International AIDS activist Stephen Lewis speaks Dec. 2 at Vanderbilt University as part of World AIDS Day commemorationby Princine Lewis Nov. 24, 2010, 8:59 AM
International AIDS activist Stephen Lewis will talk about his experiences with the HIV/AIDS pandemic Thursday, Dec. 2, as part of Vanderbilt University’s commemoration of World AIDS Day. Lewis is board chair of the Stephen Lewis Foundation, co-founder and co-director of AIDS-Free World, former deputy director of UNICEF and former U.N. Special Envoy for HIV/AIDS in Africa.
Lewis’ talk, which is free and open to the public, begins at 7 p.m. in Vanderbilt’s Langford Auditorium. A reception will follow the event during which Lewis and local and Vanderbilt campus organizations will be on hand to provide information about what they are doing to fight the pandemic.
Vanderbilt’s Office of the Dean of Students, Institute for Global Health, a coalition of student organizations and The Commons, the university’s living-learning community for first-year students, are sponsoring the event.
The Institute for Global Health and Vanderbilt’s HIV Vaccine Program are also among the community partners participating in “World AIDS Day 2010, Nashville – One City, Many Nations,” a free public event on the official World AIDS Day, Monday, Dec.1. Doors for this event open at 6 p.m. and will be held at the Belcourt Theater. For more about this event, visit www.worldaidsdaynashville.org.
A Distinguished Visiting Professor at Ryerson University in Toronto, Lewis founded the Stephen Lewis Foundation in Canada in 2003 to support community-based organizations poised to turn the tide of HIV/AIDS in Africa. Since then the foundation has funded more than 300 grassroots projects in 15 countries. The projects are a lifeline for their communities providing counseling and education about HIV prevention, care and treatment, food, medication and other necessities.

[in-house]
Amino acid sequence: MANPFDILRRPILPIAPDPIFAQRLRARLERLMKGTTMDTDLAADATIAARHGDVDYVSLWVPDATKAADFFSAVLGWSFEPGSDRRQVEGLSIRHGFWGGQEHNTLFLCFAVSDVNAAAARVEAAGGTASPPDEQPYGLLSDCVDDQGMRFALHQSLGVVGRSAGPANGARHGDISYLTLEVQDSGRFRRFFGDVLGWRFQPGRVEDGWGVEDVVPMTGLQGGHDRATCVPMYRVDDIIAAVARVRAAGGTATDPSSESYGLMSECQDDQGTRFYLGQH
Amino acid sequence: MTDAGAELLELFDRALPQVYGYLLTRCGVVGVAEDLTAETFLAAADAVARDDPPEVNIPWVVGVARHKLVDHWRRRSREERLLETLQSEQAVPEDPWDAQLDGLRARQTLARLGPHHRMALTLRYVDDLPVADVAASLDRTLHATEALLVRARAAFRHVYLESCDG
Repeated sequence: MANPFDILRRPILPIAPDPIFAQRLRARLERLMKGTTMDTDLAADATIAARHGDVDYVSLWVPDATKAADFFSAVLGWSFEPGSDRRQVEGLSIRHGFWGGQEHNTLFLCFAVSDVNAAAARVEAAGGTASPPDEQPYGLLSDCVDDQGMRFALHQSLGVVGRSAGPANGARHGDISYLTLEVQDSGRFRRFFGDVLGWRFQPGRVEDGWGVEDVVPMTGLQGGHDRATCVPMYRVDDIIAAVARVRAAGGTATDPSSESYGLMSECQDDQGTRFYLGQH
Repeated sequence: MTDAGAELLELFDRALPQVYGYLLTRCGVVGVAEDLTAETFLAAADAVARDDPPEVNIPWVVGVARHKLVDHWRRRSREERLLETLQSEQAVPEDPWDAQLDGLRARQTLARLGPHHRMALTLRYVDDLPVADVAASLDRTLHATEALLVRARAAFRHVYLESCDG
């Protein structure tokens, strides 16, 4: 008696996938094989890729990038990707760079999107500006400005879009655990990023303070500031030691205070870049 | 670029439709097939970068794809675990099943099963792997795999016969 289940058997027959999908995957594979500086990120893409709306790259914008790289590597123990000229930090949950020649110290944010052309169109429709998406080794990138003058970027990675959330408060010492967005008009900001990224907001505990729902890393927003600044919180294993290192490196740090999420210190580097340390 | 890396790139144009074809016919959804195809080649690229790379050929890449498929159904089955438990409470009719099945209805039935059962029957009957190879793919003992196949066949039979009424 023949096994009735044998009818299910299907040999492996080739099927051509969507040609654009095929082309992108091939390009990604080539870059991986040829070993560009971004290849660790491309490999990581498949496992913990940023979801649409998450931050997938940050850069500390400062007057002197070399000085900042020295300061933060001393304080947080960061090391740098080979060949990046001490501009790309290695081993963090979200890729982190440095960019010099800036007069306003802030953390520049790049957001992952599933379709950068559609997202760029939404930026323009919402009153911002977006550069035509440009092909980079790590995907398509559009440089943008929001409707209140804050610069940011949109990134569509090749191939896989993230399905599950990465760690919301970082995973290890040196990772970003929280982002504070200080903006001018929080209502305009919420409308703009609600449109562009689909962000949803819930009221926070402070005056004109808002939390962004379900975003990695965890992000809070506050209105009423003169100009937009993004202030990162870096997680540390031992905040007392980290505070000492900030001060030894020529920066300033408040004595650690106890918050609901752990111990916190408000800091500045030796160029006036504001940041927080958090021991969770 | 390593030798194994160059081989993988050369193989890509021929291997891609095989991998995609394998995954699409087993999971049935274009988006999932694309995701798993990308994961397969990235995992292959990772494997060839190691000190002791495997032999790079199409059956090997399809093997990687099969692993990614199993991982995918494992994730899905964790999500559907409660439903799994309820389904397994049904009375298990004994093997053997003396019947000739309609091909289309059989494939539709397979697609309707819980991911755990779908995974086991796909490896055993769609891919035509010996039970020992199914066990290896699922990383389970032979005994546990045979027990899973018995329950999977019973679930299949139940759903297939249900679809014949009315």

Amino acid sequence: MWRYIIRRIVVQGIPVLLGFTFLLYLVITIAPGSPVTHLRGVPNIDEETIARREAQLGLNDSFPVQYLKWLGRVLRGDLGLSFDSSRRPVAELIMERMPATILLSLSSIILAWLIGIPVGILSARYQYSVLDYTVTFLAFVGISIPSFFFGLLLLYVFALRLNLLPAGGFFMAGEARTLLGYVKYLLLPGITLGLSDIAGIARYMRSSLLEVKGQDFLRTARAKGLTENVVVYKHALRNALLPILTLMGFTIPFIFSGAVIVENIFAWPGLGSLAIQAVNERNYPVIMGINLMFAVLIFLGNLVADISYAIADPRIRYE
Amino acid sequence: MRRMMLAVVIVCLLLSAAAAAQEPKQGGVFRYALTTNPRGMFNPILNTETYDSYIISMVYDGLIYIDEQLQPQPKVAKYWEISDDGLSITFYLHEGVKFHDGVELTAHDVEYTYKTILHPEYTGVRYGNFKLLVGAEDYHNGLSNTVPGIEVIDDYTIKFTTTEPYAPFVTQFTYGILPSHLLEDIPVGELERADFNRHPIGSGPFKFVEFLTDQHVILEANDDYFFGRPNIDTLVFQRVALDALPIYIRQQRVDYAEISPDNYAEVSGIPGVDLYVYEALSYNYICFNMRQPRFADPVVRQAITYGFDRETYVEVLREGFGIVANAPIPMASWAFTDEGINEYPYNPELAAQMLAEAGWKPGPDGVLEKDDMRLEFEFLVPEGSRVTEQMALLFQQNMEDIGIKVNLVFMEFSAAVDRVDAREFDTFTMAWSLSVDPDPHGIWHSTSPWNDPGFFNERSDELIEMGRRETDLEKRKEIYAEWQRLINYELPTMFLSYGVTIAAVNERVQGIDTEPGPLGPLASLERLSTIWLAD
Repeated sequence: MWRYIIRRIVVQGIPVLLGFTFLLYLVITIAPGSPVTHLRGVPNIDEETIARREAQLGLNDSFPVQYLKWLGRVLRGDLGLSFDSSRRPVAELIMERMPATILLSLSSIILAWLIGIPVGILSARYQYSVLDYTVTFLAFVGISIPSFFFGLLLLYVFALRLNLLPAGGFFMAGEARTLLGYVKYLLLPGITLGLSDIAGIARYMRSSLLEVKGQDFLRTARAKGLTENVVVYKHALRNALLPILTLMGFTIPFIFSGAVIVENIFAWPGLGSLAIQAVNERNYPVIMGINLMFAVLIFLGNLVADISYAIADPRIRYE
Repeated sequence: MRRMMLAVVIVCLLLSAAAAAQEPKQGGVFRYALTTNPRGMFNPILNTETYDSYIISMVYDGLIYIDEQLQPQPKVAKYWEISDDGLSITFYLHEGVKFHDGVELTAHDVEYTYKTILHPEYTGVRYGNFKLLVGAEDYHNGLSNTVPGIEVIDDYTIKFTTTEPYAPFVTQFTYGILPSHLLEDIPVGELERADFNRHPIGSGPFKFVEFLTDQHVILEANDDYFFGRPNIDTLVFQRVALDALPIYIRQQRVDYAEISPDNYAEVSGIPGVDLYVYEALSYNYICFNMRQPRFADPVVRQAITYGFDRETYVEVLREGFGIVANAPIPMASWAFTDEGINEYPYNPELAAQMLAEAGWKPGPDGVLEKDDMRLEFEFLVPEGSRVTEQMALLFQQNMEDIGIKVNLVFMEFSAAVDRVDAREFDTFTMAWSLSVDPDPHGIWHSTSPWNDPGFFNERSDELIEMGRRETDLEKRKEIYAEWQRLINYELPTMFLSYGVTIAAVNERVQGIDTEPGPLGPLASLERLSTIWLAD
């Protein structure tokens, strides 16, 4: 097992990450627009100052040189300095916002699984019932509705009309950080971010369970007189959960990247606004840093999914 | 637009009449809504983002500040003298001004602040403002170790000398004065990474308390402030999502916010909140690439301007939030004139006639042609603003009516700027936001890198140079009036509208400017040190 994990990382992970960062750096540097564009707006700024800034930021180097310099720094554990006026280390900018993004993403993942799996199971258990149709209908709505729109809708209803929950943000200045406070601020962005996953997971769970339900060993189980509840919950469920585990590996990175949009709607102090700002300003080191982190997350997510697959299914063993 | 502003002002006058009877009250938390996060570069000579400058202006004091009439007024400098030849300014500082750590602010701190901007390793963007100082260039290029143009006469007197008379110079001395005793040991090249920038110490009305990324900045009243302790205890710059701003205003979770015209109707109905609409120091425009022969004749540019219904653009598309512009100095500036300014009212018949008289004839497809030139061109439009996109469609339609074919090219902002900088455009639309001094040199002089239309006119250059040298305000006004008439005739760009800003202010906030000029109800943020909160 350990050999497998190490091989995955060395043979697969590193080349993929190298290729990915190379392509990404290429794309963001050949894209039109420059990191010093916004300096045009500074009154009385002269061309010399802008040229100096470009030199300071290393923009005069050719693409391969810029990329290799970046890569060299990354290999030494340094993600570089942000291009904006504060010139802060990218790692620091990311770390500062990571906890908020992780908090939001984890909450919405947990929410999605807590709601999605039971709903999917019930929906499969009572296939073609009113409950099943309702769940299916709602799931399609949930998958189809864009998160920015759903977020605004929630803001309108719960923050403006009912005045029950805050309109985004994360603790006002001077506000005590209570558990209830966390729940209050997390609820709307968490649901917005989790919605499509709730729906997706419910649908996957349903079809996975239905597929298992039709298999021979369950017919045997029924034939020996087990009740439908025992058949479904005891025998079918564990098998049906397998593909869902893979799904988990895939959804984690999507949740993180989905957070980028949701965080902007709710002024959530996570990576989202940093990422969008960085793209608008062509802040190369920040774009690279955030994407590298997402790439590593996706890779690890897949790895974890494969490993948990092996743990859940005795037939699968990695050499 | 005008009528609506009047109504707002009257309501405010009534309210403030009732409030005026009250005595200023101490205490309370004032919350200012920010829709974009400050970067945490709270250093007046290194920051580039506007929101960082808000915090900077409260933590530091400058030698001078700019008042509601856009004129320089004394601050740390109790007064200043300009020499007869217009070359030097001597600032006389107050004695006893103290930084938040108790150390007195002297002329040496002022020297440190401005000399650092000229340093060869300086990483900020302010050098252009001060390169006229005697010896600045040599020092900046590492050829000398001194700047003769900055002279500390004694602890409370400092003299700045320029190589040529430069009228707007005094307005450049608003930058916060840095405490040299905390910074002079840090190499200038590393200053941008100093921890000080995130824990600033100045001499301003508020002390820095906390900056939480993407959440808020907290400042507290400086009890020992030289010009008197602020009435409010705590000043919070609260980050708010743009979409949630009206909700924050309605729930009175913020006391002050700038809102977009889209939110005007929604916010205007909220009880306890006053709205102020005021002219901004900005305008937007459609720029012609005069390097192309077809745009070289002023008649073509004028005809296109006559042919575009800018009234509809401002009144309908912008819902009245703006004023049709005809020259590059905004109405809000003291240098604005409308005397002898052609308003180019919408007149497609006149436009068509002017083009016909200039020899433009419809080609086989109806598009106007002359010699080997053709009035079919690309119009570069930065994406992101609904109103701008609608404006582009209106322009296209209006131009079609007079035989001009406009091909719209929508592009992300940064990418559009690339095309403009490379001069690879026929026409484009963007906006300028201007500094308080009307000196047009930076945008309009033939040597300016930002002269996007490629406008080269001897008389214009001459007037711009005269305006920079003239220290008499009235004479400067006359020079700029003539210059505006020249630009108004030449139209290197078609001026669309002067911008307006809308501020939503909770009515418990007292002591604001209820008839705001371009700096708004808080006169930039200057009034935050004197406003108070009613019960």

Lewis is also co-founder and co-director of AIDS-Free World, an international advocacy organization that relies on a small staff working virtually from a dozen locations in the United States, Canada, Africa, the Caribbean and Europe.
His work with the United Nations spanned more than two decades, including serving as the U.N. Secretary-General’s Special Envoy for HIV/AIDS in Africa from June 2001 through 2006. He also spent four years as deputy executive director of UNICEF at the organization’s global headquarters in New York.
He is the author of the best-selling book, Race Against Time, and holds 32 honorary degrees from Canadian universities. In June 2010 he received an honorary degree from New Hampshire’s Dartmouth College.
Lewis was appointed a Companion of the Order of Canada, the country’s highest honor for lifetime achievement, in 2003 and was awarded the Pearson Peace Medal in 2004 by the United Nations Association in Canada. The medal celebrates outstanding achievement in the field of international service and understanding. In 2007, King Letsie III, monarch of the Kingdom of Lesotho, a small mountainous country in Southern Africa, invested Lewis as Knight Commander of the Most Dignified Order of Moshoeshoe. The order is named for the founder of Lesotho and the knighthood is the country’s highest honor.
For more information about the Stephen Lewis Foundation, visit www.stephenlewisfoundation.org.